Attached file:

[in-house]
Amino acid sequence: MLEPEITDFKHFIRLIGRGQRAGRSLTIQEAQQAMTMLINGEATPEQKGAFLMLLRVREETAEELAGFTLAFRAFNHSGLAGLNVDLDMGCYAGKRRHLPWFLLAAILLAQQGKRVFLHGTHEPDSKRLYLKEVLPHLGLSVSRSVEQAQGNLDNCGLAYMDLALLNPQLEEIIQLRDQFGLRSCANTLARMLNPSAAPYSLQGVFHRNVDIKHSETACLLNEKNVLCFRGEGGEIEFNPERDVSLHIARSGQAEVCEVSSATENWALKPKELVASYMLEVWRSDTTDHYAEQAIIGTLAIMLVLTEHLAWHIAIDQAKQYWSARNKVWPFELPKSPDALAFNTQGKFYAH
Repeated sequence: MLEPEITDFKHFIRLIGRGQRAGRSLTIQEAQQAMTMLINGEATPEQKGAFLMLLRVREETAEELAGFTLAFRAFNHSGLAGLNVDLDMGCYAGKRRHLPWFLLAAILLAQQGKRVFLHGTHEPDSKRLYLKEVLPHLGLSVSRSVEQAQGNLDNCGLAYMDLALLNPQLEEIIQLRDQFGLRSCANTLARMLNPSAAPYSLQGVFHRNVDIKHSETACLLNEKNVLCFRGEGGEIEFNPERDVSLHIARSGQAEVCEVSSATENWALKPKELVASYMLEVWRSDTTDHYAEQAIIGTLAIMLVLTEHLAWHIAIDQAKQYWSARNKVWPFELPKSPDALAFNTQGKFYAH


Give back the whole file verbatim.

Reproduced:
[in-house]
Amino acid sequence: MLEPEITDFKHFIRLIGRGQRAGRSLTIQEAQQAMTMLINGEATPEQKGAFLMLLRVREETAEELAGFTLAFRAFNHSGLAGLNVDLDMGCYAGKRRHLPWFLLAAILLAQQGKRVFLHGTHEPDSKRLYLKEVLPHLGLSVSRSVEQAQGNLDNCGLAYMDLALLNPQLEEIIQLRDQFGLRSCANTLARMLNPSAAPYSLQGVFHRNVDIKHSETACLLNEKNVLCFRGEGGEIEFNPERDVSLHIARSGQAEVCEVSSATENWALKPKELVASYMLEVWRSDTTDHYAEQAIIGTLAIMLVLTEHLAWHIAIDQAKQYWSARNKVWPFELPKSPDALAFNTQGKFYAH
Repeated sequence: MLEPEITDFKHFIRLIGRGQRAGRSLTIQEAQQAMTMLINGEATPEQKGAFLMLLRVREETAEELAGFTLAFRAFNHSGLAGLNVDLDMGCYAGKRRHLPWFLLAAILLAQQGKRVFLHGTHEPDSKRLYLKEVLPHLGLSVSRSVEQAQGNLDNCGLAYMDLALLNPQLEEIIQLRDQFGLRSCANTLARMLNPSAAPYSLQGVFHRNVDIKHSETACLLNEKNVLCFRGEGGEIEFNPERDVSLHIARSGQAEVCEVSSATENWALKPKELVASYMLEVWRSDTTDHYAEQAIIGTLAIMLVLTEHLAWHIAIDQAKQYWSARNKVWPFELPKSPDALAFNTQGKFYAH